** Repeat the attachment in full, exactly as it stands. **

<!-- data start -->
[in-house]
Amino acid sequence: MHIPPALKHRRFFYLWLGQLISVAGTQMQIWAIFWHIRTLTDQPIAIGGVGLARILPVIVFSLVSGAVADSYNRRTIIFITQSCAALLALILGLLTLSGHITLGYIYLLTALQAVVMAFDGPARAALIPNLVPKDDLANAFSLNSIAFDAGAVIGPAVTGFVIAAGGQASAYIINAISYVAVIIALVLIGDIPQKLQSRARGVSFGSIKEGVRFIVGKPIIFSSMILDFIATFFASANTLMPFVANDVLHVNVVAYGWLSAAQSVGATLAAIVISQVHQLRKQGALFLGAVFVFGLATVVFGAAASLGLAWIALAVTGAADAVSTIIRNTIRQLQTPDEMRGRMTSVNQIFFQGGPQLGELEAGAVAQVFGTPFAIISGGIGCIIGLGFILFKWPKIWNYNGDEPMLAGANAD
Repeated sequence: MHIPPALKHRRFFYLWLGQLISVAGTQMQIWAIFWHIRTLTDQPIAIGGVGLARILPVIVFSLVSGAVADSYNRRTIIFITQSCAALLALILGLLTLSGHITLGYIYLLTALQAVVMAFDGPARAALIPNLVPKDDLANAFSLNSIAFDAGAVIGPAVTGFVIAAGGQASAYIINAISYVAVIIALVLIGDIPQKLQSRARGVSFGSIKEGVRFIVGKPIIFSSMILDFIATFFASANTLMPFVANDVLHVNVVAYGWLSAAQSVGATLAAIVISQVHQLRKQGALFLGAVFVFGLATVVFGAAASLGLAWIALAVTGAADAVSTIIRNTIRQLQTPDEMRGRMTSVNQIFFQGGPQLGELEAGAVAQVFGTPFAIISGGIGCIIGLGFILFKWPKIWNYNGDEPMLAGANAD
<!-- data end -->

[in-house]
Amino acid sequence: MHIPPALKHRRFFYLWLGQLISVAGTQMQIWAIFWHIRTLTDQPIAIGGVGLARILPVIVFSLVSGAVADSYNRRTIIFITQSCAALLALILGLLTLSGHITLGYIYLLTALQAVVMAFDGPARAALIPNLVPKDDLANAFSLNSIAFDAGAVIGPAVTGFVIAAGGQASAYIINAISYVAVIIALVLIGDIPQKLQSRARGVSFGSIKEGVRFIVGKPIIFSSMILDFIATFFASANTLMPFVANDVLHVNVVAYGWLSAAQSVGATLAAIVISQVHQLRKQGALFLGAVFVFGLATVVFGAAASLGLAWIALAVTGAADAVSTIIRNTIRQLQTPDEMRGRMTSVNQIFFQGGPQLGELEAGAVAQVFGTPFAIISGGIGCIIGLGFILFKWPKIWNYNGDEPMLAGANAD
Repeated sequence: MHIPPALKHRRFFYLWLGQLISVAGTQMQIWAIFWHIRTLTDQPIAIGGVGLARILPVIVFSLVSGAVADSYNRRTIIFITQSCAALLALILGLLTLSGHITLGYIYLLTALQAVVMAFDGPARAALIPNLVPKDDLANAFSLNSIAFDAGAVIGPAVTGFVIAAGGQASAYIINAISYVAVIIALVLIGDIPQKLQSRARGVSFGSIKEGVRFIVGKPIIFSSMILDFIATFFASANTLMPFVANDVLHVNVVAYGWLSAAQSVGATLAAIVISQVHQLRKQGALFLGAVFVFGLATVVFGAAASLGLAWIALAVTGAADAVSTIIRNTIRQLQTPDEMRGRMTSVNQIFFQGGPQLGELEAGAVAQVFGTPFAIISGGIGCIIGLGFILFKWPKIWNYNGDEPMLAGANAD